Philosophy Dictionary of Arguments

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Principles, philosophy of science: physical principles are not the same as laws of nature. Rather, laws can be gained from principles or traced back to principles. Examples are the principle of the shortest time, the principle of the smallest effect, the uncertainty principle. See also theories, laws of nature, laws, natural constants.

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Annotation: The above characterizations of concepts are neither definitions nor exhausting presentations of problems related to them. Instead, they are intended to give a short introduction to the contributions below. – Lexicon of Arguments.

 
Author Concept Summary/Quotes Sources

R. Descartes on Principles - Dictionary of Arguments

Duhem I 53
Descartes: "In physics, I do not admit any principles that are not permissible in mathematics. These principles are sufficient to support everything that I deduce with evidence."(1)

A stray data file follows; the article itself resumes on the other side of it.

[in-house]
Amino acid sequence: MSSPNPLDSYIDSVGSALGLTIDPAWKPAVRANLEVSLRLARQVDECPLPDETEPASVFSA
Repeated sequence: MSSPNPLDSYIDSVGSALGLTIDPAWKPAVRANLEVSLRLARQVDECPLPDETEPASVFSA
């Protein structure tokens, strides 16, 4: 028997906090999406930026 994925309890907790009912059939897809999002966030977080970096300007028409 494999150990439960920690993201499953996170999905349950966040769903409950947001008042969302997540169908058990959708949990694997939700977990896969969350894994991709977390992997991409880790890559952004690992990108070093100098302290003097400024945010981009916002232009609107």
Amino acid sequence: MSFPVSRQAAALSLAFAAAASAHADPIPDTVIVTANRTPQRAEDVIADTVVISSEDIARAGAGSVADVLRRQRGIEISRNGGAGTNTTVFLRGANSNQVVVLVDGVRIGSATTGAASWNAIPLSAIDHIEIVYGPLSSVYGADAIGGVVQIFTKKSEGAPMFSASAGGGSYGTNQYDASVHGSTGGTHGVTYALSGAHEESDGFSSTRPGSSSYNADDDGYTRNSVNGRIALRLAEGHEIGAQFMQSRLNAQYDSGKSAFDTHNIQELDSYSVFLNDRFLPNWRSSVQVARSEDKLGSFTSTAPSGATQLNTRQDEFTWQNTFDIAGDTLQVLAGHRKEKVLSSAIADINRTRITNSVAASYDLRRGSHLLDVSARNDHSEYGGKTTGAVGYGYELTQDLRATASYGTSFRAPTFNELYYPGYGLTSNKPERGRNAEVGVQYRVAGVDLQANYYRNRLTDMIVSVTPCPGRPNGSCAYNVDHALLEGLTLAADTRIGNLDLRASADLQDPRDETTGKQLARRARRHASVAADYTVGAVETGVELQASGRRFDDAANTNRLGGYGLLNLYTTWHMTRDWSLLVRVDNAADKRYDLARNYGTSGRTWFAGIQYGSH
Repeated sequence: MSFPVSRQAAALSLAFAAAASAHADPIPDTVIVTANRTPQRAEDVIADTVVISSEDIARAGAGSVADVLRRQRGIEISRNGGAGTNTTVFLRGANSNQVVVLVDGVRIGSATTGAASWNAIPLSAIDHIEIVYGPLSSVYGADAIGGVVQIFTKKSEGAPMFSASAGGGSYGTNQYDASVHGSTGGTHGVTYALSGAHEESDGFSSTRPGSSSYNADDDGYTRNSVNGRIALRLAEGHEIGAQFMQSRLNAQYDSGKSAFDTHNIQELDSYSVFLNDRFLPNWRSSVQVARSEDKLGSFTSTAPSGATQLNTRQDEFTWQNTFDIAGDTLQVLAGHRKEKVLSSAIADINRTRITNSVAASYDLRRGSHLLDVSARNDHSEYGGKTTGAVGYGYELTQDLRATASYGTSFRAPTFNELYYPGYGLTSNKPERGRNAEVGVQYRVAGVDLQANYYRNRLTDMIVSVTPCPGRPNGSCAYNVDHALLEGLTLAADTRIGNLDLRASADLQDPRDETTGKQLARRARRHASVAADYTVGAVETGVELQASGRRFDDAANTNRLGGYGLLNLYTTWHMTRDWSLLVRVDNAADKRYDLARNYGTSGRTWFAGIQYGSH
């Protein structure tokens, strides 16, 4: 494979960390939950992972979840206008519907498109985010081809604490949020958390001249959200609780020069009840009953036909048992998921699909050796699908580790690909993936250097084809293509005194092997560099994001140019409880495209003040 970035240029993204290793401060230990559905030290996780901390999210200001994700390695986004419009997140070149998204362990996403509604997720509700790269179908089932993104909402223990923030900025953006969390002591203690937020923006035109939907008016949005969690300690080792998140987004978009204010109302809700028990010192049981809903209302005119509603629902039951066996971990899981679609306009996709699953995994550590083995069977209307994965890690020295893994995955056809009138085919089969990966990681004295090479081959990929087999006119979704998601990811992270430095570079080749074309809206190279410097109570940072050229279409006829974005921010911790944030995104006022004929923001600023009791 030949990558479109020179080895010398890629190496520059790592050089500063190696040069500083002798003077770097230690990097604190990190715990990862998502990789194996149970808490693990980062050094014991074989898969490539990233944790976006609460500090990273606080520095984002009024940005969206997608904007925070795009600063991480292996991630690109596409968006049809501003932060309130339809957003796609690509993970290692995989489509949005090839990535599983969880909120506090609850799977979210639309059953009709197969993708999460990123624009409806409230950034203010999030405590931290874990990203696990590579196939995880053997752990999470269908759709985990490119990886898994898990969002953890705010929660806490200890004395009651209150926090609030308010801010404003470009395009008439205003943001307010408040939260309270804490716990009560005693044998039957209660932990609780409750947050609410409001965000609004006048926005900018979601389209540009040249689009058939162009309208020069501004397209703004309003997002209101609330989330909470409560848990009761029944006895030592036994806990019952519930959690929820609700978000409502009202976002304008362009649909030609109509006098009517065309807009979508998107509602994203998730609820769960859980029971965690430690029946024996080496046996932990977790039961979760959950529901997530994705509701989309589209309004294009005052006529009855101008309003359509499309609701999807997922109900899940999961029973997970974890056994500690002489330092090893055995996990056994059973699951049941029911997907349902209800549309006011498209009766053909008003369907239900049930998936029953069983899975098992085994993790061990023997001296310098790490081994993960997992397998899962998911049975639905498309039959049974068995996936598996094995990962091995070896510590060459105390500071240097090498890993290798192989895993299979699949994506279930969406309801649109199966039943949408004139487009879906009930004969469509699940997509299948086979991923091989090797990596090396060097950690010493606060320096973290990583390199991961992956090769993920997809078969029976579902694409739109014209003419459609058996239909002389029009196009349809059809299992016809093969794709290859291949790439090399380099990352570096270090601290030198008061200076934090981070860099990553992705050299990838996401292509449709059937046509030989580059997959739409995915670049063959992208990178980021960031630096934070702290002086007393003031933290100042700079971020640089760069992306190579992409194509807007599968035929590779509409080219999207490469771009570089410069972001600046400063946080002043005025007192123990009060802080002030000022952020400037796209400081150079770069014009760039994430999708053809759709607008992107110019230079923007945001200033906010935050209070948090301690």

1. Descartes: Principia Philosophiae, pars. IV, 199.


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Explanation of symbols: Roman numerals indicate the source, arabic numerals indicate the page number. The corresponding books are indicated on the right hand side. ((s)…): Comment by the sender of the contribution. Translations: Dictionary of Arguments
The note [Concept/Author], [Author1]Vs[Author2] or [Author]Vs[term] resp. "problem:"/"solution:", "old:"/"new:" and "thesis:" is an addition from the Dictionary of Arguments. If a German edition is specified, the page numbers refer to this edition.

Duh I
P. Duhem
La théorie physique, son objet et sa structure, Paris 1906
German Edition:
Ziel und Struktur der physikalischen Theorien Hamburg 1998


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Ed. Martin Schulz, access date 2022-09-25
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